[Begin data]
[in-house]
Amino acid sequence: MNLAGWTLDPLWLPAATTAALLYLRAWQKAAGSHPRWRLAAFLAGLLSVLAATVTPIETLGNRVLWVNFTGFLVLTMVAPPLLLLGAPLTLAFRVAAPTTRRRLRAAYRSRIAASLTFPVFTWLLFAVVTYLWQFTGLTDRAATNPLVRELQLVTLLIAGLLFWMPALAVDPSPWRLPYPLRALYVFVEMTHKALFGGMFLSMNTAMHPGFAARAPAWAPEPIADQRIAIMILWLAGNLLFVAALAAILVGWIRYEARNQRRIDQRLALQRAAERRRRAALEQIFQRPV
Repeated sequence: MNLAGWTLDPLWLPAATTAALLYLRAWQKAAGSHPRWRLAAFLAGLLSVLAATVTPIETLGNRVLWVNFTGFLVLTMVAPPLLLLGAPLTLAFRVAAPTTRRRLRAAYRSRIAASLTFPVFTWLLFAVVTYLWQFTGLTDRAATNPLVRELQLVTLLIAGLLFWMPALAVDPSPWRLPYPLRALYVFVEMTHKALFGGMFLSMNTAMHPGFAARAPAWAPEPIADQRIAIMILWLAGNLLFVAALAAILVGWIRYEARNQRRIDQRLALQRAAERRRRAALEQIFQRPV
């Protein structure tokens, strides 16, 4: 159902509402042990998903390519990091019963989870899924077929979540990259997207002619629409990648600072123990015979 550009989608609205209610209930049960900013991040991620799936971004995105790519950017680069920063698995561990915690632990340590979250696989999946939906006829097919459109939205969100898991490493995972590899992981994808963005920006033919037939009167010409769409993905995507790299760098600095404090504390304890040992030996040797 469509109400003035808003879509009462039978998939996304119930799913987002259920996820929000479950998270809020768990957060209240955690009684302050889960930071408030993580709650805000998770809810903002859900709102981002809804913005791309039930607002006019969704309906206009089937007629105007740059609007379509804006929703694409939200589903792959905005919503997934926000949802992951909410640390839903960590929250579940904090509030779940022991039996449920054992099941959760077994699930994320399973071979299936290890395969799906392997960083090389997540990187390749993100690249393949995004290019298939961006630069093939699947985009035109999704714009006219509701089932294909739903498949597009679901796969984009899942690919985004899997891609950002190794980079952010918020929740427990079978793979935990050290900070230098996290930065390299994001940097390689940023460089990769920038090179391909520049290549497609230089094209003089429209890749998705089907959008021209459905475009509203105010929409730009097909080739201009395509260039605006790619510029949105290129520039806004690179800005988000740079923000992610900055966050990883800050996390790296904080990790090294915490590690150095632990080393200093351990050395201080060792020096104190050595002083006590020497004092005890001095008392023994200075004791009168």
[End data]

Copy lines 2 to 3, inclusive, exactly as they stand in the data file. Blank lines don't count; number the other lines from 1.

Amino acid sequence: MNLAGWTLDPLWLPAATTAALLYLRAWQKAAGSHPRWRLAAFLAGLLSVLAATVTPIETLGNRVLWVNFTGFLVLTMVAPPLLLLGAPLTLAFRVAAPTTRRRLRAAYRSRIAASLTFPVFTWLLFAVVTYLWQFTGLTDRAATNPLVRELQLVTLLIAGLLFWMPALAVDPSPWRLPYPLRALYVFVEMTHKALFGGMFLSMNTAMHPGFAARAPAWAPEPIADQRIAIMILWLAGNLLFVAALAAILVGWIRYEARNQRRIDQRLALQRAAERRRRAALEQIFQRPV
Repeated sequence: MNLAGWTLDPLWLPAATTAALLYLRAWQKAAGSHPRWRLAAFLAGLLSVLAATVTPIETLGNRVLWVNFTGFLVLTMVAPPLLLLGAPLTLAFRVAAPTTRRRLRAAYRSRIAASLTFPVFTWLLFAVVTYLWQFTGLTDRAATNPLVRELQLVTLLIAGLLFWMPALAVDPSPWRLPYPLRALYVFVEMTHKALFGGMFLSMNTAMHPGFAARAPAWAPEPIADQRIAIMILWLAGNLLFVAALAAILVGWIRYEARNQRRIDQRLALQRAAERRRRAALEQIFQRPV